Let’s go back to the original Fox News interview question about the validity of a Muslim writing on the history of Jesus of Nazareth. Everyone who has heard the gospel message is, afterwards, either a believer or a non-believer. And then, when that individual approaches the Bible (the main text that teaches about the gospel of Jesus) that person comes with presuppositional bias on the basis of that belief/non-belief.

The Apostle Paul is suggesting here that when a non-believer reads/hears the message of the Bible, particularly the gospel, it sounds like pure foolishness.  However, the individual who has denied Jesus’s divinity then has to do something with all of the historical claims that the Bible makes about Jesus.

When Aslan reads the Bible, everything he reads is processed through his “Jesus was just a political revolutionary” filter. So he says things like “Jesus recognized that the new world order he envisioned was so radical, so dangerous, so revolutionary, that Rome’s only conceivable response to it would be to arrest and execute them all for sedition. He therefore consciously chose to veil the Kingdom of God in abstruse and enigmatic parables that are nearly impossible to understand.” (pg. 124) That is his assessment of Jesus’s parables and teachings – they were just cryptic messages to the Jews about how the Jewish people would/could eventually overthrow their Gentile oppressors.

Does that make good sense? I say “No.” But it is the conclusion that a non-believer has to come to when reading things like Jesus’s parables. Remember, they are just “foolishness to the Gentiles.”

For further reading….

blog - Zealot 3

Just a few examples of how Reza Aslan clearly believes he knows more about Jesus than Jesus’s contemporaries:

1) An empire wide census never could have taken place

“Luke is right about one thing and one thing only….Luke’s suggestion that the entire Roman economy would periodically be placed on hold as every Roman subject was forced to uproot himself and his entire family in order to travel great distances to the place of his father’s birth, and then wait there patiently, perhaps for months, for an official to take stock of his family and his possessions….is, in a word, preposterous.” (pg. 30)

2) Jesus never would have had the education or opportunity to debate rabbis

“Luke’s account of the twelve-year-old Jesus standing in the Temple of Jerusalem debating the finer points of the Hebrew Scriptures with rabbis and scribes (Luke 2:42-52), or his narrative of Jesus in the (nonexistent) synagogue in Nazareth reading from the Isaiah scroll to the astonishment of the Pharisees (Luke 4:16-22), are both fabulous concoctions of the evangelist’s own devising.” (pg. 35)

3) Jesus never could have predicted the future

“Jesus’s warning to Jerusalem that ‘the days will come upon you, when your enemies will set up ramparts around you and surround you and crush you to the ground – you and your children – and they will not leave within you one stone upon another’ (Luke 19:43-44) was put into his mouth by the evangelists after the fact.” (pgs. 75-76)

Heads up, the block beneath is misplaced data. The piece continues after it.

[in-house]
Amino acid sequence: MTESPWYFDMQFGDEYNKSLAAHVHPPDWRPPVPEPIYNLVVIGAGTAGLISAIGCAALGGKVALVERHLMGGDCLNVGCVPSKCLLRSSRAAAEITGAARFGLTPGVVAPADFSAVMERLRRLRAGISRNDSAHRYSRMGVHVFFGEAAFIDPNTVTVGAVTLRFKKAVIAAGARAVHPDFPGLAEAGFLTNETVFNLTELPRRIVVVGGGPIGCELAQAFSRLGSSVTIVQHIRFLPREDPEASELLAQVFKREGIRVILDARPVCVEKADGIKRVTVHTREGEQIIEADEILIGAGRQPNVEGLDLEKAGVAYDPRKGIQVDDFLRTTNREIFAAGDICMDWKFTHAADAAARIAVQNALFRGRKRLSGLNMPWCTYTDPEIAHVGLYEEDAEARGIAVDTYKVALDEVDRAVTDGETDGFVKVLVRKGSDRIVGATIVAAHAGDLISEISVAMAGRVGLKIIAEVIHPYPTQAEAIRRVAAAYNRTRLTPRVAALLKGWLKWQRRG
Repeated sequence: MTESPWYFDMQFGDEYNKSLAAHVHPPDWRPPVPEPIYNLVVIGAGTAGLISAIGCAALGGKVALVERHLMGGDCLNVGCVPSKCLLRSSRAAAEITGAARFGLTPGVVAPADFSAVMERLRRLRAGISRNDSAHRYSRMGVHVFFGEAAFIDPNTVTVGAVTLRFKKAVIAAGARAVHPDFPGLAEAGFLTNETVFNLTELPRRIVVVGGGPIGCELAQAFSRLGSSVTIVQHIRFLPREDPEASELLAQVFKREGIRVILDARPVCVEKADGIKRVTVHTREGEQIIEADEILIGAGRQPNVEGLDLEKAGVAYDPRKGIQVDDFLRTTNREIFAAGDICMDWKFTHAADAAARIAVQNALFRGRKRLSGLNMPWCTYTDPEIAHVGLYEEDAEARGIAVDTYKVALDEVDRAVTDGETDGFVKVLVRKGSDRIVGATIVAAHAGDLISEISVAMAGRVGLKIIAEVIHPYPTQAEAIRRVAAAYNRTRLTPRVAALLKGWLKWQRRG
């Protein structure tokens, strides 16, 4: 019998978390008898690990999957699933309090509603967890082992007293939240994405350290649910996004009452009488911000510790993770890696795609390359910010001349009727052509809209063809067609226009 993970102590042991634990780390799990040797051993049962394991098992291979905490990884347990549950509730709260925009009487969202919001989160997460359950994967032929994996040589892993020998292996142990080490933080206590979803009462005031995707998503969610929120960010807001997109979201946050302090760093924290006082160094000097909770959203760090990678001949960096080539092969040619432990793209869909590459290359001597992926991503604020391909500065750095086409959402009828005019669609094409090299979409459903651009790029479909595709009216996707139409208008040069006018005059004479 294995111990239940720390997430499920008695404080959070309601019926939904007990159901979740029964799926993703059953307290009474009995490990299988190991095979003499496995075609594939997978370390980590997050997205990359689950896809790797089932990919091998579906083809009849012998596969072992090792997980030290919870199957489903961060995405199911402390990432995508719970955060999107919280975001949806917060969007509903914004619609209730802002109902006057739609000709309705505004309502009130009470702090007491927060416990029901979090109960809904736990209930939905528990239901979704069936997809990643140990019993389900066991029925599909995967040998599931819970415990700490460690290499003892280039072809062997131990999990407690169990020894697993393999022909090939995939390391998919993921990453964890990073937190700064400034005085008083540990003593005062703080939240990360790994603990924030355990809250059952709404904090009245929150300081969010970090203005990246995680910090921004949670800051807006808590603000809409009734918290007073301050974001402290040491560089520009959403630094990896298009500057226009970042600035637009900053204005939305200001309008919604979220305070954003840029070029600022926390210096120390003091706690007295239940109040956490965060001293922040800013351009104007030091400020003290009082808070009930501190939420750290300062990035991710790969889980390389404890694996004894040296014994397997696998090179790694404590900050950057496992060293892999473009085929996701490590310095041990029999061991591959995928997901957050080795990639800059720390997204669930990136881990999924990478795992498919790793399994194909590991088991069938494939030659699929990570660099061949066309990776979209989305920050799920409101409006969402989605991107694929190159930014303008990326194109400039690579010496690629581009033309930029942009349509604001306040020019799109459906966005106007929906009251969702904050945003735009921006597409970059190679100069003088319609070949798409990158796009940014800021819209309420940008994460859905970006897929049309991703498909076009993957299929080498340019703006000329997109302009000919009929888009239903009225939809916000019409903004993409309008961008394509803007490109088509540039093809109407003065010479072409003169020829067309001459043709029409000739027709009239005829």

4) Gospel-writer John tends to exaggerate

“John’s gospel claims a ‘cohort’ (speira) of soldiers marched to Gethsemane – a unit that would comprise between three hundred and six hundred Roman guards – along with the Temple police, all of them carrying ‘torches and weapons’ (John 18:3). John is obviously exaggerating.” (pg. 78)

5) John the Baptist’s death didn’t happen as taught in the Bible

(Regarding the story of John the Baptist’s death) “Alas, the gospel account is not to be believed. As deliciously scandalous as the story of John’s execution may be, it is riddled with errors and historical inaccuracies.” (pg. 81)

6) Jesus and the Pharisees really had a fairly amicable relationship

“While the gospels tend to paint the Pharisees as Jesus’s main detractors, the fact is that his relations with the Pharisees, while occasionally testy, were, for the most part, fairly civil and even friendly at times. (pg. 99)

7) Jesus never would have received an audience with Pilate

(Regarding Jesus public trial before Pontius Pilate): “This scene makes no sense at all….Why would Mark have concocted such a patently fictitious scene, one that his Jewish audience would immediately have recognized as false? The answer is simple: Mark was not writing for a Jewish audience. Mark’s audience was in Rome, where he himself resided.” (pg. 149)

8) In general, the Gospel writers are liars

“As with everything else in the gospels, the story of Jesus’s arrest, trial, and execution was written for one reason and one reason only: to prove that he was the promised messiah. Factual accuracy was irrelevant. What mattered was Christology, not history. The gospel writers obviously recognized how integral Jesus’s death was to the nascent community, but the story of that death needed elaborating.” (pg. 154)

9) Supernatural events, no matter what the evidence, are not possible